Yesterday Alix Macfarlane, Andy Allsopp, Ben Knowles and I represented LGcomms on a panel for the House of Commons’ first virtual Comms Academy with the Communications Network, which connects practitioners working in the House of Commons; House of Lords; bicameral teams and the Commonwealth Parliamentary Association.
The session, hosted by David Rose, Alice Holmes and Maev MacCoille was the first of a series of daily virtual Academy-style events this week with guest speakers and masterclasses for the Communications Network, which has around 200 members across Parliament.
The topic of conversation was how local government communications teams have responded to the challenges of the pandemic; local democracy and public services, and the impact on teams.
Alix began with an introduction to the impact of the pandemic on teams from her experience from within the authority (Brighton & Hove City Council) to have cases 3-8 in the very early stages when individual cases were reported. She also spoke about how LGcomms has felt the pressures of the pandemic and how networking continues to be key for members. Andy talked about the partnerships that had arisen and strengthened in Essex, with politicians, and the private and public sectors coming together. Ben spoke about the challenges and opportunities of forming a new team during a crisis, whilst also being new to an organisation in Hounslow, and the internal communications and staff engagement mechanisms established; and I rounded up with an overview of flexing and adapting a Modern Communications Operating Model to meet the needs of both response and recovery phases in Leeds, and the use of e-comms and social media listening to respond to local issues and needs.
Whilst we all spoke individually from our own experiences, there were some obvious themes and consistent approaches which emerged during the course of the hour-long conversation.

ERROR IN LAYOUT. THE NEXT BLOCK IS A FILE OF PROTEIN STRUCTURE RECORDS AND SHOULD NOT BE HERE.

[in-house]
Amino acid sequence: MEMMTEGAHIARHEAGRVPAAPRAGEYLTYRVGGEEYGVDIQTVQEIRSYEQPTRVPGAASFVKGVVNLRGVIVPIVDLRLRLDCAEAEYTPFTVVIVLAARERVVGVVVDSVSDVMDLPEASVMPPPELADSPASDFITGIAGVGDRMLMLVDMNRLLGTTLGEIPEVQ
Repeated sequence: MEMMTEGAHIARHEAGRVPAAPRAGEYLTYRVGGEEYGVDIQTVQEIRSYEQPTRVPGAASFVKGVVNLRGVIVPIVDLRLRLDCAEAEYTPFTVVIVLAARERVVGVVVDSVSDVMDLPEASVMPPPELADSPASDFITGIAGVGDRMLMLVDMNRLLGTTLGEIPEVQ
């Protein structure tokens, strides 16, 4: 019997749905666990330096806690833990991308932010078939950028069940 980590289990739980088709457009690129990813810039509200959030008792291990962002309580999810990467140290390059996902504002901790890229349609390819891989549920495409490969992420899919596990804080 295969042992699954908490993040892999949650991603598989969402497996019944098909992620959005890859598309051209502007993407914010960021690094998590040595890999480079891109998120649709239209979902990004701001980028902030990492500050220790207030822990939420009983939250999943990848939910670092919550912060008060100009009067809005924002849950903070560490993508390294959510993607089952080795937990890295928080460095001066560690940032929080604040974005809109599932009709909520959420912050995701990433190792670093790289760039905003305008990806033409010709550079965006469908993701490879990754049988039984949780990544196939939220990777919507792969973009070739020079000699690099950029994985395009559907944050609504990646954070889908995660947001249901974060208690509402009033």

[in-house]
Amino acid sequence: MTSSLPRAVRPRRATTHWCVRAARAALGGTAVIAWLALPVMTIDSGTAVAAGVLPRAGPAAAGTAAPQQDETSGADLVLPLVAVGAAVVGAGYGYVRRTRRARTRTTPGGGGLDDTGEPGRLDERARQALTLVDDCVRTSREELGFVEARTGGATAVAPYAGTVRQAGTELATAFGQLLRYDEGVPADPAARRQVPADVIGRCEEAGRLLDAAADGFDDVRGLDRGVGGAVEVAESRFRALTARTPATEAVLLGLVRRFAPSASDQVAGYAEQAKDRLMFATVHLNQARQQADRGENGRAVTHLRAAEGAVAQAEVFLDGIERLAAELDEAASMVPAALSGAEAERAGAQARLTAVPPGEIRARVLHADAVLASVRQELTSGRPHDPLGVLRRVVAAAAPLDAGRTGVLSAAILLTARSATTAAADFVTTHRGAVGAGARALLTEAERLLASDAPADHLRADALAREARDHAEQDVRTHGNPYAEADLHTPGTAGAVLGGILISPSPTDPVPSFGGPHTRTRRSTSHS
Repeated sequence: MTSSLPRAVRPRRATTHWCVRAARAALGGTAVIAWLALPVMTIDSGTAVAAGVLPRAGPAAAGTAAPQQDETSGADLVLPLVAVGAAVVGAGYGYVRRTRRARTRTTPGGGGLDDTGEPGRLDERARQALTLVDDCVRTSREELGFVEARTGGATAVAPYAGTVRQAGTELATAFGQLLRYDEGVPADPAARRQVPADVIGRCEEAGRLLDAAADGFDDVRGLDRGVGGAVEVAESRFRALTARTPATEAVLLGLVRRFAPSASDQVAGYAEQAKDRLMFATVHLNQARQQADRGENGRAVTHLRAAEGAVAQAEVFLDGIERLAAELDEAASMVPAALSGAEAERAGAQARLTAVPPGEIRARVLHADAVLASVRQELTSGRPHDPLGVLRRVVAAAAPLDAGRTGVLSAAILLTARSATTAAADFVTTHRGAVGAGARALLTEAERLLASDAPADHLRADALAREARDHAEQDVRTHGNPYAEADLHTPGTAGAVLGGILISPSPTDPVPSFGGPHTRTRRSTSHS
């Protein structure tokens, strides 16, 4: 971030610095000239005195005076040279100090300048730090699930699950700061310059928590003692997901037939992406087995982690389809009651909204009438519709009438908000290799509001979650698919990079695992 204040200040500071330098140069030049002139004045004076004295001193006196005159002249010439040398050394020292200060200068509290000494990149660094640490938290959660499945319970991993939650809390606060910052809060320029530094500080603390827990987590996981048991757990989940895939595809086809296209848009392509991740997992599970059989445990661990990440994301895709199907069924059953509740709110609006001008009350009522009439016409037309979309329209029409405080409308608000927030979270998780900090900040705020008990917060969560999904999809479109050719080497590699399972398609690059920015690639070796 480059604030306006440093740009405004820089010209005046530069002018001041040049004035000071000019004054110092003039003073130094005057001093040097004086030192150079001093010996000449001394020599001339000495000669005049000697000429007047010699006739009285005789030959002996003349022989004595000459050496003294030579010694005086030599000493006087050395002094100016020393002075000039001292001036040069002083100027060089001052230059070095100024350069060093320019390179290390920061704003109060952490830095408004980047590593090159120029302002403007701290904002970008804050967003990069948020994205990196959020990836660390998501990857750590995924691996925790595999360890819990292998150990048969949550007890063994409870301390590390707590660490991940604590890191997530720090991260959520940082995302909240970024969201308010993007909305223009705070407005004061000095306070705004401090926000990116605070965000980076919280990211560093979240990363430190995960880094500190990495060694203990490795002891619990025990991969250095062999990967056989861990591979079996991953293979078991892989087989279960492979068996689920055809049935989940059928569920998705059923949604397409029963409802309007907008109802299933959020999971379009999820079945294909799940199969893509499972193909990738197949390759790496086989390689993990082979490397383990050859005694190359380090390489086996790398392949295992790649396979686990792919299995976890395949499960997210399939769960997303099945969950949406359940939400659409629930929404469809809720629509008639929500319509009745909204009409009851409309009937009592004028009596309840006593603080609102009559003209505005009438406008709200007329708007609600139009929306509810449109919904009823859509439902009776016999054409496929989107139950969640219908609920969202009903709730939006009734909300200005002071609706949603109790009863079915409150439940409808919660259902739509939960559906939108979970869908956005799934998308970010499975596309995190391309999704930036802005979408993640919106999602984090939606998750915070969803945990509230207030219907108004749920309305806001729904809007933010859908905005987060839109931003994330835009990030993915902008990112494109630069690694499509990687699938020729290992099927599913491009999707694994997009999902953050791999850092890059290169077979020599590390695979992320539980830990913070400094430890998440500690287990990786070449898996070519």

Everyone on the panel had changed either their team structure, model or the way they responded as a result of the crisis. Culture, both within teams and more widely within organisations and partnerships, was a key feature of both success and individuals feeling valued as they worked above and beyond. Flexibility and adaptability were key, particularly as the situation continued past what would have traditionally been seen as a crisis period to encompass not only emergency response; but a return to ‘business as usual’.
Some positives and good things had arisen, such as increased collaboration with partners, MPs and councillors; and a real sense of unity and team spirit, with everyone in it together. The value of communications had been seen, with additional resource pulled in either through internal redeployment of colleagues; or funding for more resources.
Staff wellbeing, ensuring colleagues took leave and regular breaks, and increased opportunities to talk were critical; and the situation had given colleagues, particularly managers who would normally have left personal issues at the door or put on a brave face in the office, the opportunity to be more honest about how they were feeling; with a real culture of trust, support and looking out for each other.
Although the last few months have been challenging within local government communications, we recognised that there were also opportunities that had arisen; lessons being and to be learnt; and chances to consider those things that have stopped that should remain stopped; started that should be continued; and to work together to establish a new normal rather than return to everything that used to be considered ‘the norm’. We have been invited back to a further session later on this year on the theme of lessons learned which we will share the reflections from again. Until then, keep up the amazing work happening across the country in towns, cities and regions; and above all, stay safe.